2008 Greek Independence Day Parade – Part 1
On Sunday, April 6 there was the annual Manhattan Greek Parade down Fifth Avenue (okay, up Fifth Avenue) starting in the 50s and going up to 80th Street or so. And Famous Ankles was there, as usual.
I do enjoy the parade. It was actually at last year’s parade that I found myself next to two adorable twin girls in Greek peasant costume. The sat next to my feet and being very young and very cute, attracted a lot of attention. My legs got photographed so much that I joked with people that my ankles were famous in Greece, and a few months later I named this blog in honor of that day.
Nothing quite so great happened this time though. But it was good parade. It was well attended.
Once the parade started, the dignitaries were in close proximity to the head of the parade. They would get to go to the end and then go into the reviewing stands, I presume. I think Mayor Bloomberg was somewhere in the crowd, but I didn’t spot him this time.
Excuse me Assemblyman Mike Gianaris, but you can pay a little more attention to your constituents.
Senator Chuck Schumer was there with his bullhorn. Most of these politicians just loooooovvvve their bullhorns.
Anthony Weiner had his bullhorn! He didn’t do his prototypical “run” where he goes and shakes hands and then “sees” people across the way and then dashes to them.
As usual, lots of kids in native costume.
The NYPD made its traditional show of strength.
I guess I was on the wrong side of the street if I wanted my ankles photographed again. Nah, I was on the right side. These kids were very photogenic, though.
A Greek military band, I think it was their Navy Air Force band, was in the parade. [Thank you Vassilis for the correction in your comment!]
The below is a Greek military honor guard that is one of the highlights of the parade. The key to their walking is their right foot. They would raise their leg on each alternate step and then slam down that foot.
Getting ready to slam that foot…
Yeah, those are poms on their shoes.
Honest, the NYC City Council is bigger than this!
Being Greeks, there had to be fraternities. I don’t know anything about the Kalavritan Fraternity of the Lavaron 1821, but they had a contingent. (No success in google, although it does have references to “Kalavrita” in Greece.)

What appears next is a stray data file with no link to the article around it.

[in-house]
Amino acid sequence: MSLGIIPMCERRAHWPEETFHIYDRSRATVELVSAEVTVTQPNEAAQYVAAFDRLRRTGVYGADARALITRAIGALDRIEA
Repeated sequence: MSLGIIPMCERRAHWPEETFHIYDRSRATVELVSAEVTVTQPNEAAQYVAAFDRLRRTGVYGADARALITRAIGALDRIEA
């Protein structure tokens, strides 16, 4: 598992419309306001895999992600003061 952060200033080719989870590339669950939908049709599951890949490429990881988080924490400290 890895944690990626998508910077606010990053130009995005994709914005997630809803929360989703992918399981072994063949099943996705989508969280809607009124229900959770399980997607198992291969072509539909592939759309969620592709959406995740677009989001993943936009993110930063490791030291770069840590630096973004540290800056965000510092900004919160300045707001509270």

More of the mysterious fraternity. This time “Kalavritan” is spelled “Kalavrytan”.
Speaking of “Kalavrita” and the like, there was a lone calvary man…(I don’t know if that qualifies as a pun.)
History and culture? Hey, the Greek-American Folklore Society has it covered.
The parade got delayed and this woman was near me for quite a while. I can’t tell whether she’s ready to bust out laughing at all the photographs being taken of her or because she can’t believe she’s wearing that costume.
Lots and lots of Greek flags. That’s one thing you learn in NYC parades: the USA has nothing on the prevelance of flag waving by other cultures. At these events, you discover that people absolutely love to wave their native flags. You can also see a bit of the crowd. This is a pretty well-attended parade.
More flags and natively costumed flag-bearers.
My last picture for today: more costumes. That’s something that I can never forget about the Greek parade. The native costumes are very important to the participants. Of course, every parade has it; just look at the Scots in the Tartan parade and their love o’ the kilt.
This was a really long parade and I can’t imagine it will take fewer than four posts to cover it all.
I’m still having trouble with the editor but I’ve found a way to speed stuff up a little.